In virtually every depiction of legendary abolitionist and activist Harriet Tubman, we see her as a little old lady, usually sitting in a chair, and not like the powerful force of nature she was in life. We’re so accustomed to this interpretation of her that, when it was proposed that she be put on the $20 bill, it wasn’t Tubman in her prime but well past it. Kasi Lemmons’ biopic Harriet occupies a special place for presenting a version of Tubman that we haven’t seen, one that is stylish and fierce and a little like a superhero. It’s just unfortunate the rest of the film fails to live up to the same unconventional standard, only to be rescued somewhat by the performance of Tony-winning actress Cynthia Erivo.
Essentially an origin story, Harriet begins in the 1840s when the future abolitionist was Araminta “Minty” Ross, just another slave on a Maryland plantation run by Gideon (Joe Alwyn), who refuses to set her free as previously promised. When faced with separation from her family and husband, Minty decides to flee up north to Philadelphia, a dangerous 100-mile journey that has become legend. Avoiding the bounty hunters and slave trackers, many of which were other blacks looking to make a profit, Minty uses her wits and a handy gift of foresight to reach her destination. There, she meets with William Still (Leslie Odom Jr.), becomes a leader in his Underground Railroad, takes up the name Harriet Tubman, and the rest is history.
Well, not so fast. That’s the beginning of the stuff we all can find in a history book. Harriet explores the loneliness that comes with the incredible burden she placed on herself. Upon arriving in Philadelphia, Tubman finds herself in a place she never could’ve imagined, one where whites and blacks live and work together to build a better society. Through her friendship with business owner Maria (Janelle Monae), Tubman comes to find her true purpose. It’s also when loneliness kicks in, as well as a desire for her loved ones to share in this new world. Deciding to make the treacherous journey back to gather her husband, she comes to a powerful realization about the passage of time. This opens her eyes to the need to rescue others, and in a stirring sequence we see Tubman do just that, earning the title “Moses” that would stay with her for the rest of her life.
So much of Harriet plays out in by-the-book fashion that its one major embellishment throws the whole film into discord. Tubman suffered from seizures as the result of a childhood head injury caused by one of her masters. Since then, she said visions from God would be visited upon her during those times when she would seemingly fall unconscious. To Lemmons, these are interpreted on screen as a sort of “Spidey Sense”, getting her out of one precarious situation after another. While it’s an interesting flourish to say the least, it also denies Tubman some of the credit for her monumental achievements by attributing them to acts of God.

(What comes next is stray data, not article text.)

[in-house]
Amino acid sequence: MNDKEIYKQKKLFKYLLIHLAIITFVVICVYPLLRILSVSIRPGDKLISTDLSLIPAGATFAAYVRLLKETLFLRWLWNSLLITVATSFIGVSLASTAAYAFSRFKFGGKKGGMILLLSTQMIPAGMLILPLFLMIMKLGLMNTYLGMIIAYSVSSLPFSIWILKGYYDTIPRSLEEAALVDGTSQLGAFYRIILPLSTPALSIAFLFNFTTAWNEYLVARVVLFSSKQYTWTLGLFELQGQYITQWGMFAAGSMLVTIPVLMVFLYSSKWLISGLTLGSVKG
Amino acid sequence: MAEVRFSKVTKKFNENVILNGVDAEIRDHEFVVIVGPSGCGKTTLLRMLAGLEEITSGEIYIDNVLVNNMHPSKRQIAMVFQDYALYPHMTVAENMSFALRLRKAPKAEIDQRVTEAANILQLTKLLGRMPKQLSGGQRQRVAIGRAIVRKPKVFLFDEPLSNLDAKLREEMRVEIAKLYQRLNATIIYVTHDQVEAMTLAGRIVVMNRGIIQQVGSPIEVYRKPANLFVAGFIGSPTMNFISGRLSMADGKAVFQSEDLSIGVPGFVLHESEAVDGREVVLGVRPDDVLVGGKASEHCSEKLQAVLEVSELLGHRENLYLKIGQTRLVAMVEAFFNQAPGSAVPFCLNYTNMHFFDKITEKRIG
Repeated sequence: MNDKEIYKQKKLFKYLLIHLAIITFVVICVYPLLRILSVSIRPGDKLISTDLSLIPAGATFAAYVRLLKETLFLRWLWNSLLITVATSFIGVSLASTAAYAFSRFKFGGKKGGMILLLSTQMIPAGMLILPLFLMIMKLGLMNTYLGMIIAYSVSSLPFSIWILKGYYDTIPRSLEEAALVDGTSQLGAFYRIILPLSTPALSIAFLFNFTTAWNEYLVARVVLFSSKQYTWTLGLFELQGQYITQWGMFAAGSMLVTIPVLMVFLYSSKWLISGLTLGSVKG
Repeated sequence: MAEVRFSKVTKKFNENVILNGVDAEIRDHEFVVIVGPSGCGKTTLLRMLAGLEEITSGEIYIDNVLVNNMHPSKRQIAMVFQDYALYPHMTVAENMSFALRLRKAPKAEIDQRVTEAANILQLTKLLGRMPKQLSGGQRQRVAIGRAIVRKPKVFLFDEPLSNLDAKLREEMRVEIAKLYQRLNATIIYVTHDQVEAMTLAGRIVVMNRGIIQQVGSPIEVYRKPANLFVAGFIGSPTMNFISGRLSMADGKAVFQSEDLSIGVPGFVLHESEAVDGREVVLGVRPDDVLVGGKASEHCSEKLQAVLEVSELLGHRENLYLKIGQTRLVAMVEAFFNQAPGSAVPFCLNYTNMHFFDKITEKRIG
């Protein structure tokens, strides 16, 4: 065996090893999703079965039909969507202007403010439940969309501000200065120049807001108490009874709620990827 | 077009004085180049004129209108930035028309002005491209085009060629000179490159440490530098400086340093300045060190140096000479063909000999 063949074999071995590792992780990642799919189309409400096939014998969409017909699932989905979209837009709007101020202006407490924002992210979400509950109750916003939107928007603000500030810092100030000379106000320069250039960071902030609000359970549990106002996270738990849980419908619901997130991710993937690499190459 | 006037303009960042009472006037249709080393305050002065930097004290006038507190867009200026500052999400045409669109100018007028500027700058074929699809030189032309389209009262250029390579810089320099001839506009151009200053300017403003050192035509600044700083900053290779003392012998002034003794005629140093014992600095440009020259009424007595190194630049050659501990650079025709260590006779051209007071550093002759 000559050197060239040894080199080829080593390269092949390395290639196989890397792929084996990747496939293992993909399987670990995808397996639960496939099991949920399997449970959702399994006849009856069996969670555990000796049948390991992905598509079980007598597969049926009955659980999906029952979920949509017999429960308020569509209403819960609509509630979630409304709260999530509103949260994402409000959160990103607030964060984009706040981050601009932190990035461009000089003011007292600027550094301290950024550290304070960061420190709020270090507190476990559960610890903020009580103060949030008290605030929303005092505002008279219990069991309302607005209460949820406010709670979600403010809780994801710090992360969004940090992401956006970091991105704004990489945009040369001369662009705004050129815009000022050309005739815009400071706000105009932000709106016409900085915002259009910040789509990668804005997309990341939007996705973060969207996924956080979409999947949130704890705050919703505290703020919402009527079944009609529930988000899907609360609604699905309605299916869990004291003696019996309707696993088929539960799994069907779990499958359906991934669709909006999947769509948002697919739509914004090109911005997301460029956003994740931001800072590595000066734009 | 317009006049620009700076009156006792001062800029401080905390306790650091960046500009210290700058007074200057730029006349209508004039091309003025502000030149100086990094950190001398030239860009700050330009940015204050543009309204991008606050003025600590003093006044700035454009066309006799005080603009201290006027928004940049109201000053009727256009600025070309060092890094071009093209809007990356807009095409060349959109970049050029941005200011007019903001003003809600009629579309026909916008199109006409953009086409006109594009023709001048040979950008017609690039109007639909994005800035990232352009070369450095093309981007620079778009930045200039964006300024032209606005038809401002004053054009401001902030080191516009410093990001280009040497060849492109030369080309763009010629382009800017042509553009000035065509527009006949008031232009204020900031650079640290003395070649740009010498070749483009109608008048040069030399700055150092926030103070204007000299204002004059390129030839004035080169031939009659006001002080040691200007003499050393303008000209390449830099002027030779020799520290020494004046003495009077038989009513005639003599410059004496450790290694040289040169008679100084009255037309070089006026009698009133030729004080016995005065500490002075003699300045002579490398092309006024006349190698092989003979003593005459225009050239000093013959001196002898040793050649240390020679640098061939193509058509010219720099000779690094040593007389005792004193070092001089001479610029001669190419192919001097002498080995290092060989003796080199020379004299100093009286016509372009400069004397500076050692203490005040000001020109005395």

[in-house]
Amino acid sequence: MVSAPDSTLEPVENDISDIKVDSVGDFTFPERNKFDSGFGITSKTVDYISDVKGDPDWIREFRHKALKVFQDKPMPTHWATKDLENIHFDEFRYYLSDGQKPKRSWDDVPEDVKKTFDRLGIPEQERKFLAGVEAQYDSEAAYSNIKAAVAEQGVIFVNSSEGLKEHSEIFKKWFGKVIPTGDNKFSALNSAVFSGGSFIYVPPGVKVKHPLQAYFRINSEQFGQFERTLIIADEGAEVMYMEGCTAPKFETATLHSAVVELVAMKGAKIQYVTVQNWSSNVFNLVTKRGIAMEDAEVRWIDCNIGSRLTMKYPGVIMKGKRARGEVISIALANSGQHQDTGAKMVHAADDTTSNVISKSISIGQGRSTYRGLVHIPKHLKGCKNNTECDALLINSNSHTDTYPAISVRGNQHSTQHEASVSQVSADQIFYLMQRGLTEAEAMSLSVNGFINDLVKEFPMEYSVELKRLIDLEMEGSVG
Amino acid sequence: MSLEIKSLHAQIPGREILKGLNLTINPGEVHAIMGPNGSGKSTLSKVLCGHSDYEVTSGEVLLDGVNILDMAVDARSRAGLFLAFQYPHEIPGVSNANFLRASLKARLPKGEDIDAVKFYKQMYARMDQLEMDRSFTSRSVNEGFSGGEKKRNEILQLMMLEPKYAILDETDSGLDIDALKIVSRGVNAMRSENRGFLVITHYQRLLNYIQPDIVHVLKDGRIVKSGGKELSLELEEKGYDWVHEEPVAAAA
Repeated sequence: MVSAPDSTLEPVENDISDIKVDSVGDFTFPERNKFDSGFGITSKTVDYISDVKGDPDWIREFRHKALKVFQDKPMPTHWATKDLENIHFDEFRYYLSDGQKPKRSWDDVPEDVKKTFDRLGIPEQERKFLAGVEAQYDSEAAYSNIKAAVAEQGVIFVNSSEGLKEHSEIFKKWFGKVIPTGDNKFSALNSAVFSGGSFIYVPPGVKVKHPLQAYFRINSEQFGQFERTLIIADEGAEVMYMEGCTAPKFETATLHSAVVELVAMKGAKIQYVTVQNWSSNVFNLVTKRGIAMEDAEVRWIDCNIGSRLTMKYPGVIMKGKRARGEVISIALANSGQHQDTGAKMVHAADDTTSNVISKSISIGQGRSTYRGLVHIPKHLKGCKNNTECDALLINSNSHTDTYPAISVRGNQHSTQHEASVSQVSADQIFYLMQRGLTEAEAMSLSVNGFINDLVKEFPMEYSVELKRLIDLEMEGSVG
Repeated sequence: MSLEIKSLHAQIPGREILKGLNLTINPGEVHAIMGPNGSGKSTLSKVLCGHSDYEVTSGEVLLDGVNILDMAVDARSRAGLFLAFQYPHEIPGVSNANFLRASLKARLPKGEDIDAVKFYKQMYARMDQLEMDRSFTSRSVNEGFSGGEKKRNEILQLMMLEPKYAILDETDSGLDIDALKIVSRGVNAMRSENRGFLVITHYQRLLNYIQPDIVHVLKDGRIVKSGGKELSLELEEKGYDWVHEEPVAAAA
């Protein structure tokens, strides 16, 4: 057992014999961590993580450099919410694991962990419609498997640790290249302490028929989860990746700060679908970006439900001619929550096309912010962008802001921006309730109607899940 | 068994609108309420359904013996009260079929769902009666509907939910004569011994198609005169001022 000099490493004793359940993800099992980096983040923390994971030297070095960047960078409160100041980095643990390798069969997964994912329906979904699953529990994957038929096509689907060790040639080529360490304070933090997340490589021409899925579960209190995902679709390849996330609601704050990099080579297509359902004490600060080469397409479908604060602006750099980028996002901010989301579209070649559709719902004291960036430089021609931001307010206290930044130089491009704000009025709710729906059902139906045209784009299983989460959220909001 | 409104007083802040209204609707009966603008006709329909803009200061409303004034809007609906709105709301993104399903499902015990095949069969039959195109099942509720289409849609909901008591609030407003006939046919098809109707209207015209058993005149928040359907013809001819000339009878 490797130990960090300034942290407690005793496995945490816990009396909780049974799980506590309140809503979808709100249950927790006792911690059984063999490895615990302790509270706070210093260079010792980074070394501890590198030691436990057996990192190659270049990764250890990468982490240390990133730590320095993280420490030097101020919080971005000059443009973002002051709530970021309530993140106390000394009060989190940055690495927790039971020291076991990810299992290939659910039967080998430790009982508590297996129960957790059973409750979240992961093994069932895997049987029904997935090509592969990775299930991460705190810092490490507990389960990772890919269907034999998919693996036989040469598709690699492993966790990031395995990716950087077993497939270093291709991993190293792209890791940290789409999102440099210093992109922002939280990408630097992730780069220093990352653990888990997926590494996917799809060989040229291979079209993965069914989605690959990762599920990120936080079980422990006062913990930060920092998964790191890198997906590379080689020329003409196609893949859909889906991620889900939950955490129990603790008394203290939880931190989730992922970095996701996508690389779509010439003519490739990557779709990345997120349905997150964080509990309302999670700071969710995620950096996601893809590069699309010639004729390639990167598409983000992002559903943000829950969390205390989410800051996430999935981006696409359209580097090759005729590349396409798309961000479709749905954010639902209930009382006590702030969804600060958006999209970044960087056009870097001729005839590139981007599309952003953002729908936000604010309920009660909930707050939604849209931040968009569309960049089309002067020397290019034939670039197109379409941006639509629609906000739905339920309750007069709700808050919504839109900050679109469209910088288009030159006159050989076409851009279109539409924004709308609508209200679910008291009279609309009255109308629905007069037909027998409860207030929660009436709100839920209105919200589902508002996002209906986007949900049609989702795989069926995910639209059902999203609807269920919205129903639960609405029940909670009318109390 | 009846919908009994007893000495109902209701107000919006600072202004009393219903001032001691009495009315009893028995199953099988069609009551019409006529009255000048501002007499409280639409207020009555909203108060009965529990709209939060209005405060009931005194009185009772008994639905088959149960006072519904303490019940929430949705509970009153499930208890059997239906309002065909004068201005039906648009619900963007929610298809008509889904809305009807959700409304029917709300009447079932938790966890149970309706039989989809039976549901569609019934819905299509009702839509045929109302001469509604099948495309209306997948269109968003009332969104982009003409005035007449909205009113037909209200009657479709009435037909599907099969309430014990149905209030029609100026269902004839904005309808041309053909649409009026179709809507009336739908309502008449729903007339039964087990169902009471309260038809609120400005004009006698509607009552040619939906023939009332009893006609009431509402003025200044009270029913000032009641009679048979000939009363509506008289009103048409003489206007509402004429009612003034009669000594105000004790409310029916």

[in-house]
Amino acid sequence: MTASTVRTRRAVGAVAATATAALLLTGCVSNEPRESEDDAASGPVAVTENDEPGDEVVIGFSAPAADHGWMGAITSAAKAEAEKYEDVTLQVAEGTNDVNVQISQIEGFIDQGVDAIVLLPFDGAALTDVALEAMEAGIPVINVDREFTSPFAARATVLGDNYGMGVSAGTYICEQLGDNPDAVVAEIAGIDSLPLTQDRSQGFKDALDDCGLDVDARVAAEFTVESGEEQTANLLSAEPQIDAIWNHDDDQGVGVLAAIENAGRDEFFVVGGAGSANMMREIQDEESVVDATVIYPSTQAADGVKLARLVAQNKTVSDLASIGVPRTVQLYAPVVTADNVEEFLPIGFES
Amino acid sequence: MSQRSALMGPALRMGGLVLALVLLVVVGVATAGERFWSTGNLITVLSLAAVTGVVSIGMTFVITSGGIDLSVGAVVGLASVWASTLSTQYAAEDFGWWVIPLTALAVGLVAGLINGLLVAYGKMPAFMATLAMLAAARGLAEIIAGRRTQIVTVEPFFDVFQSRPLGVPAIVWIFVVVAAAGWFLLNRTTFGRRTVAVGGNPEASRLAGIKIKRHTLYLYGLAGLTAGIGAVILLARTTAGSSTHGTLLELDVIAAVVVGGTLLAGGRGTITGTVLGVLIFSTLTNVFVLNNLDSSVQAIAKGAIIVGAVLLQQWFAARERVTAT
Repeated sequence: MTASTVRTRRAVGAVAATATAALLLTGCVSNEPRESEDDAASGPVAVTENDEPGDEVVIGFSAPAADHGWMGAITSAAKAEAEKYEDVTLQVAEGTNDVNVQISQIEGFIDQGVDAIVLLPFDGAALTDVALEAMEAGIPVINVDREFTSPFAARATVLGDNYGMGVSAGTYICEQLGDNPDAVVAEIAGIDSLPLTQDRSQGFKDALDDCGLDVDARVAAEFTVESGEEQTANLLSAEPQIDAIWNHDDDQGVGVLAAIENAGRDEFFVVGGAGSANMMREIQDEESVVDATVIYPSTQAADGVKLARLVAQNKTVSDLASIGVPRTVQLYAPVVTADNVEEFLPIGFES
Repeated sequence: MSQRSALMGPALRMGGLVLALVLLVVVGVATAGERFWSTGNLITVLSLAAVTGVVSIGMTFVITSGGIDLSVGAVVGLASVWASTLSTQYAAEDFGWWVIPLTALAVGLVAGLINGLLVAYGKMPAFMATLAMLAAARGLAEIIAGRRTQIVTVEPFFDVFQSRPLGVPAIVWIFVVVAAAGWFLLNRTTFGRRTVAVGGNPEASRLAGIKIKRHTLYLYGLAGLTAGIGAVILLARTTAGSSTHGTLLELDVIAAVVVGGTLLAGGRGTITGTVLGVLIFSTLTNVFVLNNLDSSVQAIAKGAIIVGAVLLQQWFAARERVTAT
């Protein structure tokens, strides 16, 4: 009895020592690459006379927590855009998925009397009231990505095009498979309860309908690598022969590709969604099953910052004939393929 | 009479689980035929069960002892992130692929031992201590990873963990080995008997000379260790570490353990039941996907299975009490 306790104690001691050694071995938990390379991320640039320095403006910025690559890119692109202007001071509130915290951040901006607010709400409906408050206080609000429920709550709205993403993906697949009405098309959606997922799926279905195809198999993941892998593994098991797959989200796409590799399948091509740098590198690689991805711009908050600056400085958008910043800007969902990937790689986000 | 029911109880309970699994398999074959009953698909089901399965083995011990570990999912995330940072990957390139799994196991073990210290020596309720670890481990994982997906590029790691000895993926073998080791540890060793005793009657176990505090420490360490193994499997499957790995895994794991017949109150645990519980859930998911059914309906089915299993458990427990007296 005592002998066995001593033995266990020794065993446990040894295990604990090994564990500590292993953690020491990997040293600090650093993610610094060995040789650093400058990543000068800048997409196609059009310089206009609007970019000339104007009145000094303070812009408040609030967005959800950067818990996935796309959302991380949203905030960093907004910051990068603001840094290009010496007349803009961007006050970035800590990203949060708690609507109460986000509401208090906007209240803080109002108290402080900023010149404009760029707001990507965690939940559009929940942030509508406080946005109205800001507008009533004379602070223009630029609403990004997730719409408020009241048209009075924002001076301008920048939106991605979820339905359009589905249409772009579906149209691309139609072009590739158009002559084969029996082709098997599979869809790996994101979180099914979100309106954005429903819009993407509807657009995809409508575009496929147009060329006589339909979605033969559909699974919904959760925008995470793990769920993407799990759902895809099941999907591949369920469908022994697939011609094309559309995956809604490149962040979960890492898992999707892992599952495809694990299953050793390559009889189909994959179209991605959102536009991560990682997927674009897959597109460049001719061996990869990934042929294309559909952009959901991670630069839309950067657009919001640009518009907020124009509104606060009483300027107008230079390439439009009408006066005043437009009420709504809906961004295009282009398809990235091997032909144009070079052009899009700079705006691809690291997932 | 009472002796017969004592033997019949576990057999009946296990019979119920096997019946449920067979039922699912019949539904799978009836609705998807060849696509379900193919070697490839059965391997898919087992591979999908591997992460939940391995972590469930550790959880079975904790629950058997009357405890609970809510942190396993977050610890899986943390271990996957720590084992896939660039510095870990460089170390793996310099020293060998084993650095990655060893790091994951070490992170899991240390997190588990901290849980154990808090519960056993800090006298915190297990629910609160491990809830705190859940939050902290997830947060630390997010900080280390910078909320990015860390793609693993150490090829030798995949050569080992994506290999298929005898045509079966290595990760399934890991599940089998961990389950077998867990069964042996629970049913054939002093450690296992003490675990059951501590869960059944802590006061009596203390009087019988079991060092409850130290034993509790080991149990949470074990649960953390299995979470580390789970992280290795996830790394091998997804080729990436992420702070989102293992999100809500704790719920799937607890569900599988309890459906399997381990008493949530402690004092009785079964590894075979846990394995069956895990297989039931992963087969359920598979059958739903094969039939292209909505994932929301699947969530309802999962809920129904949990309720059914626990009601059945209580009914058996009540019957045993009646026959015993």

Choosing to take a softer approach to potentially bleak material, Lemmons largely stays away from the brutality of the era. Instead, the violence inflicted by the white slavemasters is hinted at, or seen in scars and tears. Leaving much of it to the imagination sets Harriet apart from 12 Years a Slave or similar films which are so awash in torture you can barely stand to watch. This is an imminently more watchable movie as a result, with Lemmons striking a balance between historical crowd-pleaser and sober docudrama. Terence Blanchard’s spirited score and John Toll’s lush cinematography further enhance Tubman as a mythical figure, a feminist and civil rights icon who seemed like she could move mountains. It’s Erivo who is the crucial piece that holds everything together. She provides the dignified performance Harriet Tubman deserves, expressing deep wells of emotion in only a few words.
Interestingly, Harriet hits a stride in the final chapter, during a rousing Civil War sequence where she leads a group of black soldiers onto the battlefield. As Lemmons focuses on this tiny woman, gun in hand, overpowering in her crusade to bring justice to an unjust world, the shackles of so many familiar tropes are finally broken. Harriet could’ve done more by giving this larger-than-life figure a movie that breaks the mold.